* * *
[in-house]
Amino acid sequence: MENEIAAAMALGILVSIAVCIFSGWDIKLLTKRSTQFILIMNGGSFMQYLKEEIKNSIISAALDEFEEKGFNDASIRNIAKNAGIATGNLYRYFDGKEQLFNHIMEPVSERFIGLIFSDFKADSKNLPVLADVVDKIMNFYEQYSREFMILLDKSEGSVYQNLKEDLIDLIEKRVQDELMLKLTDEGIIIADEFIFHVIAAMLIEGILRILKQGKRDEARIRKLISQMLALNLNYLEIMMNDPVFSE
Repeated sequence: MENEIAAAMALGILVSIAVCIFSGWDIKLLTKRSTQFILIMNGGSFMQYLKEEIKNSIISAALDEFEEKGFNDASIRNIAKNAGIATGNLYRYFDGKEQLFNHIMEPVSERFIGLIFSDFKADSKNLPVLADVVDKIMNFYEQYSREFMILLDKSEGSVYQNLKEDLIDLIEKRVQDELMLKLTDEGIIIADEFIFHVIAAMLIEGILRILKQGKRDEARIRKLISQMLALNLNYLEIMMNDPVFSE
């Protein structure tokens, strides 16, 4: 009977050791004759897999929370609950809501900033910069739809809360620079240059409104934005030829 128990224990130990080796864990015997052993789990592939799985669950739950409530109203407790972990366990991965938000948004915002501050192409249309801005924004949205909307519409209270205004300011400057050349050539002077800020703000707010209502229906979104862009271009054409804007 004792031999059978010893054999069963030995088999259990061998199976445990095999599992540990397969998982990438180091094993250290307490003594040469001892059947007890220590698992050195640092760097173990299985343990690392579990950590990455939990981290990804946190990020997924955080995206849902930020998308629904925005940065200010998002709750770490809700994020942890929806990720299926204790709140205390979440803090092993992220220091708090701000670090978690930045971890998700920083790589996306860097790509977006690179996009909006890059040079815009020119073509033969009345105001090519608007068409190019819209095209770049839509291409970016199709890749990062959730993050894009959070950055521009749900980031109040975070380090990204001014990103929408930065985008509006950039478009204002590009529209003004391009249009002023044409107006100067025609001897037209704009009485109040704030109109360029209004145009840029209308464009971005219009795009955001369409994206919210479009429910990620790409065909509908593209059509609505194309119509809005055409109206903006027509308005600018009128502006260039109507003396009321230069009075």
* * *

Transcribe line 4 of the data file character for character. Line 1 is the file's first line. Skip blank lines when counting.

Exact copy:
């Protein structure tokens, strides 16, 4: 009977050791004759897999929370609950809501900033910069739809809360620079240059409104934005030829 128990224990130990080796864990015997052993789990592939799985669950739950409530109203407790972990366990991965938000948004915002501050192409249309801005924004949205909307519409209270205004300011400057050349050539002077800020703000707010209502229906979104862009271009054409804007 004792031999059978010893054999069963030995088999259990061998199976445990095999599992540990397969998982990438180091094993250290307490003594040469001892059947007890220590698992050195640092760097173990299985343990690392579990950590990455939990981290990804946190990020997924955080995206849902930020998308629904925005940065200010998002709750770490809700994020942890929806990720299926204790709140205390979440803090092993992220220091708090701000670090978690930045971890998700920083790589996306860097790509977006690179996009909006890059040079815009020119073509033969009345105001090519608007068409190019819209095209770049839509291409970016199709890749990062959730993050894009959070950055521009749900980031109040975070380090990204001014990103929408930065985008509006950039478009204002590009529209003004391009249009002023044409107006100067025609001897037209704009009485109040704030109109360029209004145009840029209308464009971005219009795009955001369409994206919210479009429910990620790409065909509908593209059509609505194309119509809005055409109206903006027509308005600018009128502006260039109507003396009321230069009075």